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Trading Technology

12:40 PM
Andrew Rafalaf
Andrew Rafalaf
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The Second Coming of Merrin

Will LiquidNet Succeed Where Others Have Failed?

Because of this hands-off style, LiquidNet fits right into the trader's day and the way they already trade. Many industry observers point out that the satisfaction curves found in Optimark spoke to the way portfolio managers want trades to be done, but not to the needs of traders, another reason the system didn't catch on. Traders are typically far more focused on what the crowd is doing than on execution. Harold Bradley, CEO of American Century Ventures, a major Optimark investor, admits, ""I loved Optimark as a portfolio manager, not as a trader, because it was how I worked my portfolio. If I had a stock that was in trouble and I wanted to get rid of it, the worst thing to do was to go and work that on the floor.""

Kevin Cronin, head of listed equities at AIM Funds, and a former Optimark user, echoes the sentiments felt by many. However sophisticated the technology, Optimark was never designed with the trader in mind. ""I think Optimark is certainly a good example of a system that was built on an incredible technology platform, but it did not consult what our significant needs were vis a vis supply and demand,"" notes Cronin, also a member of the LiquidNet Advisory Board. ""You can have the best technology in the world, but if it doesn't apply the way people need it to be applied, then its nothing more than an impressive array of technology.""As an attempt to answer to the needs of buy-side traders—its very market—Merrin has assembled a LiquidNet Advisory Board that includes heads of trading from such firms as AIM Funds, Scudder Kemper, T. Rowe Price and Putnam Investments. Just to be sure, the LiquidNet board of directors includes such industry titans as Nathan Gantcher, ex-CEO of CIBC Oppenheimer, Michael Price, chairman Franklin Mutual Series, Lou Ricciardelli, CEO BPB Associates and Larry Zicklin, chairman of Neu-berger Berman.

""One of the problems that some other systems have had recently is that they didn't seek out the insight of enough buy-side traders to make them successful,"" says Cronin. ""I think Seth has been proactive in that he has sought and gotten a lot of input ... to make sure the system has thought about all the possible angles it needs to think about."" Optimark's Colgan admits how difficult his system can be to use, and the company has released new functionality to counter that complaint. Users may save ""trading strategies"" that can be used again and again. ""We created a strategy engine that allows a trader to enter in once, and execute a number of times,"" he demonstrates. ""He can have strategy A, B or C.""

Liquidity is Borne on Liquidity

Because of the aforementioned flaws, Optimark just never accumulated the kind of volume it required to be effective. Optimark is, in many ways, a very complex crossing network like Posit. Unlike Posit, which crosses trades once an hour, Optimark seeks to do so every three to five minutes. To match trades at such a pace, Optimark would need to accumulate an immeasurable amount of volume. Merrin points out that Optimark never solved the ""chicken and the egg"" problem. Traders will only commit trades where they find liquidity, but liquidity only comes when traders commit trades. Given the fact that the system crosses every five minutes, there would have to be a large number of trades entered within each crossing window to have any matching success. Those traders that did enter in trades early on found no liquidity on the system and just stopped using it. Whereas volume begets volume, a lack of volume begets less volume in a destructive, downward spiral.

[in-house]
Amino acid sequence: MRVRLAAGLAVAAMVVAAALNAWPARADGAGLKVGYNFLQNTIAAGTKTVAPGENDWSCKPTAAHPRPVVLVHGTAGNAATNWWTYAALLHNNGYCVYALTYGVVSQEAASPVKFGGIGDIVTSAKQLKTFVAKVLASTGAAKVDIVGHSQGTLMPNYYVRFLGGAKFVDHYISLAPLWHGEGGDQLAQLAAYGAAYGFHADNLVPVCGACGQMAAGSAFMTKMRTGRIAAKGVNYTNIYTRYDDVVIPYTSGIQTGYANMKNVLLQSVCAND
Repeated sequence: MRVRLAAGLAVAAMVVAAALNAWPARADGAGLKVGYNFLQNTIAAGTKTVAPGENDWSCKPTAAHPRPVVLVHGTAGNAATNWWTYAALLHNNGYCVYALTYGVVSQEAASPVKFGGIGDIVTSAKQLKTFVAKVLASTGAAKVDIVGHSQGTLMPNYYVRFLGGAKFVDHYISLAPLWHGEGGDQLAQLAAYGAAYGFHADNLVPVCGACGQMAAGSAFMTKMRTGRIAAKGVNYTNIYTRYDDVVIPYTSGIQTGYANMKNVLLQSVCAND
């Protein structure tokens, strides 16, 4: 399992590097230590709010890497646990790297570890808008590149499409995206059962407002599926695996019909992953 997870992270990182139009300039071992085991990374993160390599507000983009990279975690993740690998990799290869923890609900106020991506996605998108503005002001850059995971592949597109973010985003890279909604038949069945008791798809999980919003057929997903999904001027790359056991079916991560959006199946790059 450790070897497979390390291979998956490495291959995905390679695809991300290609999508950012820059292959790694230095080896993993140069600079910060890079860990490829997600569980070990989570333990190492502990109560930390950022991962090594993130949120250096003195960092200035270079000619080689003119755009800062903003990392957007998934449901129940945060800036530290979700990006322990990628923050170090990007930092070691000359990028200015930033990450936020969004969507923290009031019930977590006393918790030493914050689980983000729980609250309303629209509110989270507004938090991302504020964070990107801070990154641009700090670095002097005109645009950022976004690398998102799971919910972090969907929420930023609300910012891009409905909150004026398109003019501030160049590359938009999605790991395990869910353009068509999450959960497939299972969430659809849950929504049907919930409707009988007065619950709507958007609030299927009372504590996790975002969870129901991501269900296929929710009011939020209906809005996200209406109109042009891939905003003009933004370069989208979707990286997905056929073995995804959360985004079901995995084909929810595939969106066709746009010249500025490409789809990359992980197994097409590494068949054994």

""Using this proactive model, they're asking traders to enter orders in the hope of having other traders enter in exactly the contraside,"" Merrin points out. ""Combine that with the point-in-time problem, that they only had three to five minutes, Optimark had maybe one week to develop a critical mass of liquidity. If traders aren't getting orders done, they just stop coming to the party.""

Merrin assures that LiquidNet will provide liquidity right out of the box because of its integration with the firms' order management systems. ""If they're working 100 orders for the day, the system knows they have 100 orders, and if they've got a million shares to buy the system knows a million shares,"" he adds. ""We're dealing with the largest buy-side institutions so we start with a critical mass from day one.""

Instinet took 15 years to build up the needed liquidity and Posit has taken over eight.

And unlike the centralized models of Posit, Instinet and Optimark, LiquidNet is a distributed environment. Like Napster, the online MP3 file sharing system, LiquidNet turns every trader's PC into a possible file or trading server. And there is no one place on LiquidNet where traders can view what their competitors might be doing. Posit and Instinet claim complete anonymity, but traders are well aware that that isn't the case, particularly because of the human intervention found on both systems. Because both Posit and Instinet employ traders, those traders have access to all the trades placed on the networks, and are known to divulge that information to other users. As a result, traders hold back order flow they would otherwise transmit.

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